"Come on!" he urged her with a grin which she could not see. "Let's get to the clover field, for I like to see people work."

"You do, eh? "snapped Peppery Polly.

"Yes! Watching others work is play for me," he remarked cheerfully. "And I hope to have as much fun to-night as I would have had if I'd gone to the dance over near the swamp."

"Are you fond of music?" Peppery Polly asked him suddenly.

"Am I?" he exclaimed. "I should say I was!"

"Then tell me how you like this," she said. And she began to sing the most terrible song that Freddie Firefly had ever heard in all his life.

XII

A TERRIBLE SONG

It was no wonder that Freddie Firefly grew uneasy again as he listened to the song of Peppery Polly Bumblebee, while they flew towards the clover field through the darkness. The chorus, especially, filled him with alarm. And he shuddered as the disagreeable honey-maker sang it:

"I've never learned to take a joke; So if you try to trick me, My sting in you I'll quickly poke-- You'll find that it will prick ye! It feels like fire--though twice as hot. And I would rather sting than not!"

"How do you like that?" Peppery Polly inquired, after she had finished her song.

"You have a beautiful voice," Freddie Firefly hastened to tell her.

"Yes--of course!" she agreed. "But I refer to the words. What do you think of them?"

"I think they're awful!" Freddie Firefly cried; for his companion had scared the truth out of him before he stopped to think how it would sound.

"Quite right!" said Peppery Polly. "I made up that song. And I flatter myself it's about the worst I ever heard." To Freddie Firefly's relief, she seemed quite pleased.

He was able to draw a deep breath again as they reached the field of red clover, where Peppery Polly Bumblebee settled quickly upon a clover-top and began sucking up the sweet nectar with her long tongue. For some time she worked busily without saying a word. And indeed, how could she have spoken with her tongue buried deep in the heart of a clover blossom?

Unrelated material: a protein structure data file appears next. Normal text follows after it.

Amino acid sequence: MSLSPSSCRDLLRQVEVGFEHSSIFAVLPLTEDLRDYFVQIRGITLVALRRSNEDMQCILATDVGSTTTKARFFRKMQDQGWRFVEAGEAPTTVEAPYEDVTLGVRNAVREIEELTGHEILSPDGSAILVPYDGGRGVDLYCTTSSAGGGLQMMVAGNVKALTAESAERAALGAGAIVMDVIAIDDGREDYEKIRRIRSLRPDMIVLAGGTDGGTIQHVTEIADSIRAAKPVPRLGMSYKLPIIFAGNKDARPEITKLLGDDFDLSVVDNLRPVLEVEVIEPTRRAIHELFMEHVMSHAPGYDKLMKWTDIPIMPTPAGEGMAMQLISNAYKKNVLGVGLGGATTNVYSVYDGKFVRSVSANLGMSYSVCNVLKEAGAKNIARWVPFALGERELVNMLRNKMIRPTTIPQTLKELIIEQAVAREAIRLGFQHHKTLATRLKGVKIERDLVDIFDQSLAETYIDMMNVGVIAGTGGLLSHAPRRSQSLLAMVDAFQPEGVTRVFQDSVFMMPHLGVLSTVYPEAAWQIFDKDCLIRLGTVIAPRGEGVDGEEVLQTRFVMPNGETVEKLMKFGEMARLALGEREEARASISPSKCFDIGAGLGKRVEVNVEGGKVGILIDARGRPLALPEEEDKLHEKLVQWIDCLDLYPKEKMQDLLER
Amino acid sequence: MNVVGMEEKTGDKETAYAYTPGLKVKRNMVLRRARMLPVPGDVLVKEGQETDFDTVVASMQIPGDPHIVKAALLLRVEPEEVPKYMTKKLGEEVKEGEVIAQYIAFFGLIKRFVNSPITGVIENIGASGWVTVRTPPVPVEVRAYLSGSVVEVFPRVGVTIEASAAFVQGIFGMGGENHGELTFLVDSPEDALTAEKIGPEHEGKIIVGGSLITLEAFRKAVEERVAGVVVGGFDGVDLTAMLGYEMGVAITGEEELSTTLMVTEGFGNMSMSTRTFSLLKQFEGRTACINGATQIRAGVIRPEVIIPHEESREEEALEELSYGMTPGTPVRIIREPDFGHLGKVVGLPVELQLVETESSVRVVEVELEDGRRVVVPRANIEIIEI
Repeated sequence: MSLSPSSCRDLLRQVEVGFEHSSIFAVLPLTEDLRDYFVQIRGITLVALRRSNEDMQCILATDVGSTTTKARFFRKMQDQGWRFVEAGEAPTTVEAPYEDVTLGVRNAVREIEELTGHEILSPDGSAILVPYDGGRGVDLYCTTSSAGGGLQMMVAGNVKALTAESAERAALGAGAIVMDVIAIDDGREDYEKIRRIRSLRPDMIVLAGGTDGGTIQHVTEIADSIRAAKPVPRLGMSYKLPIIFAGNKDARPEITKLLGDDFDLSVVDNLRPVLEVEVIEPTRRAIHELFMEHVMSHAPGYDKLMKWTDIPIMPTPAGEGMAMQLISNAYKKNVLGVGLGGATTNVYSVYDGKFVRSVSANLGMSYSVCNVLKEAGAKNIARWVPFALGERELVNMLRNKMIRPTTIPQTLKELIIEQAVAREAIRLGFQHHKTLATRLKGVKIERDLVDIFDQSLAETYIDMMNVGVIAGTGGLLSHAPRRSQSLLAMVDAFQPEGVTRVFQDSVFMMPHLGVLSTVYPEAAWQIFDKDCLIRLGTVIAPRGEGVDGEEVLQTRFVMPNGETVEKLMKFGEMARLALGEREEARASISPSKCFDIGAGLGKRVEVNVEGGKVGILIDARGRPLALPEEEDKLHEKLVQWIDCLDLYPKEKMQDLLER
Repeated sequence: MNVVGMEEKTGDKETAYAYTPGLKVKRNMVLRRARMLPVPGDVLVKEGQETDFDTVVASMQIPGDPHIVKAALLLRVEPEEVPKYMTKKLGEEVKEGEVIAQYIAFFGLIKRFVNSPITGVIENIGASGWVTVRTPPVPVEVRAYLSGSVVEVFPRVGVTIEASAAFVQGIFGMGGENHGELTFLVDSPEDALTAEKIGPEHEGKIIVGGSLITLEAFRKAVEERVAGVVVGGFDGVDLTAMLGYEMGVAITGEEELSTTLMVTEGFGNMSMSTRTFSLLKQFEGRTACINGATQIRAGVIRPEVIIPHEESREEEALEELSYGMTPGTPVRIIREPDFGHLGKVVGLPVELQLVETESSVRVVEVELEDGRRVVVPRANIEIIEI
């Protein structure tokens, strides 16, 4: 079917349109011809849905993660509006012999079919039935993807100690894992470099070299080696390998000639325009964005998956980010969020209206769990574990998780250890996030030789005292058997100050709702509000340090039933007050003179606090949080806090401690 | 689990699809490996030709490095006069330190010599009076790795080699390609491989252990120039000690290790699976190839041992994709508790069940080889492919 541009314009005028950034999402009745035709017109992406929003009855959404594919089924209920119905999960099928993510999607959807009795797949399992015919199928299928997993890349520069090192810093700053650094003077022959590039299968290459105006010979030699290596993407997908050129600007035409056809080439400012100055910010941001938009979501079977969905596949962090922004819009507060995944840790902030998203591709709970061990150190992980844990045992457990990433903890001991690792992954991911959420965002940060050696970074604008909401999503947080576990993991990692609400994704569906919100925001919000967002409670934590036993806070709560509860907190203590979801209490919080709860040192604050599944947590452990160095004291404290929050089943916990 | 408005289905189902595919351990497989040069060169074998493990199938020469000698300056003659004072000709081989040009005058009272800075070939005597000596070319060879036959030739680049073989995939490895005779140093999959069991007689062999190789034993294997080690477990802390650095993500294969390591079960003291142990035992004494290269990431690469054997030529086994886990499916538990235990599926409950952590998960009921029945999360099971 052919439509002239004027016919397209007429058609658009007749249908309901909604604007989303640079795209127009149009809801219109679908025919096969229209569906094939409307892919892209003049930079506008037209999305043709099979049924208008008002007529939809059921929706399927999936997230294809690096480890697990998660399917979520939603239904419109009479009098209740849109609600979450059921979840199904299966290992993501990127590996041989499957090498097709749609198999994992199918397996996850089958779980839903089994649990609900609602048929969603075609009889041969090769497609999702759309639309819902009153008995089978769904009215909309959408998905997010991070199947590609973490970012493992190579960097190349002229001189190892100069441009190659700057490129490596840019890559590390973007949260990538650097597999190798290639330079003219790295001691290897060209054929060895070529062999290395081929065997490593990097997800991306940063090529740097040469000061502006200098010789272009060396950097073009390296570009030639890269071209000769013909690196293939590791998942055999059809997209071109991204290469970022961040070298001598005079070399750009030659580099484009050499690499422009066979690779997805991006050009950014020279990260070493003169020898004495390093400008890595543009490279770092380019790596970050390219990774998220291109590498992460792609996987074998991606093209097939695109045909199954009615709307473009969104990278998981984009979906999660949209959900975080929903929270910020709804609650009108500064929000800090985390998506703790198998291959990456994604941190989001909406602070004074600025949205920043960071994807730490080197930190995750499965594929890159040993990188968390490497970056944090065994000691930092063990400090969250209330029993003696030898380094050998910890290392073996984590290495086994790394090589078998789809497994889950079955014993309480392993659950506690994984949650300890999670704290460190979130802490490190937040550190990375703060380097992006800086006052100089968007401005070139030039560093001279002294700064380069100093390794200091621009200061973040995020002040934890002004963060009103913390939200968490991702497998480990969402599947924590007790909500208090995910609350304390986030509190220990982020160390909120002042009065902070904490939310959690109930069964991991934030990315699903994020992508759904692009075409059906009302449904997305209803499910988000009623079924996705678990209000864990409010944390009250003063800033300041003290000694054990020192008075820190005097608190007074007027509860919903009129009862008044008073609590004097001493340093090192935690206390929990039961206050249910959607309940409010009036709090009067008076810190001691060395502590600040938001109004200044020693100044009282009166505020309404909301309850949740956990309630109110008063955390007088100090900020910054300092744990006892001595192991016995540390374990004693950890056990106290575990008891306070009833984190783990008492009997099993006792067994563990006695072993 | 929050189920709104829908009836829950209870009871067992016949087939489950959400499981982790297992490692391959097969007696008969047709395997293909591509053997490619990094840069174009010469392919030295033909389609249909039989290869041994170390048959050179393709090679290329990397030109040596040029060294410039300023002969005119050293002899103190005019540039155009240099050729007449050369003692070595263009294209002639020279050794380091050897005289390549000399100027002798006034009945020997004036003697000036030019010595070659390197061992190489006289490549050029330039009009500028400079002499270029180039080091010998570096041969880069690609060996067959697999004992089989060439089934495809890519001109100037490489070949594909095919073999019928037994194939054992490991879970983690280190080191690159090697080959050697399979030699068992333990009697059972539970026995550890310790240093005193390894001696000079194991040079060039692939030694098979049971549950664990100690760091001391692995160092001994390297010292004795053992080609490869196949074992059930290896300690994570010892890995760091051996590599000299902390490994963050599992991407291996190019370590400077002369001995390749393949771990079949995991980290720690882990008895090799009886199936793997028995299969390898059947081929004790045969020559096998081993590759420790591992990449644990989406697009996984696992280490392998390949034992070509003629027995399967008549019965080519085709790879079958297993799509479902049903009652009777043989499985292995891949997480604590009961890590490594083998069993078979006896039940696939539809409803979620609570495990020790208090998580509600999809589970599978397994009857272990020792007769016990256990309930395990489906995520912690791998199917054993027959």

But when she withdrew her tongue and flitted from one clover-top to another, she never failed to fix her wicked eyes on Freddie Firefly and demand "more light--and be quick about it!"

Since no harm had yet fallen him, he began to wonder after a while if Peppery Polly's bark was not worse than her bite--or perhaps it would be better to say that he wondered if her song was not worse than her sting. Anyhow, he knew that he was very tired of her masterful way of speaking to him. And he soon determined to play another trick on her.

"Here's a big blossom you haven't tasted!" he called to her suddenly. And Peppery Polly--thinking that Freddie meant a clover blossom-- hastened to a bloom that Freddie pointed out to her.

She settled upon it quickly. And the next moment Peppery Polly gave a sharp cry of mingled rage and pain.

"What's the matter?" Freddie Firefly asked her.

"Matter!" she exclaimed. "It's a thistle--and I've pricked myself badly."

"Why, so it is a thistle blossom!" said Freddie Firefly. "It's about the same color as a clover head; and I suppose you didn't know the difference in the dark."

"The question is, did YOU know the difference?" Peppery Polly screamed-- for she was terribly angry.

"Really, I must decline to answer when you speak to me in such a tone," said Freddie Firefly. And he was quite surprised that the furious honey- maker didn't dart towards him and try to sink her sting into him.

But nothing of the sort happened. And Freddie soon saw that Peppery Polly was in some kind of trouble.

XIII

CAUGHT BY A THISTLE


The Tale of Freddie Firefly - 5/10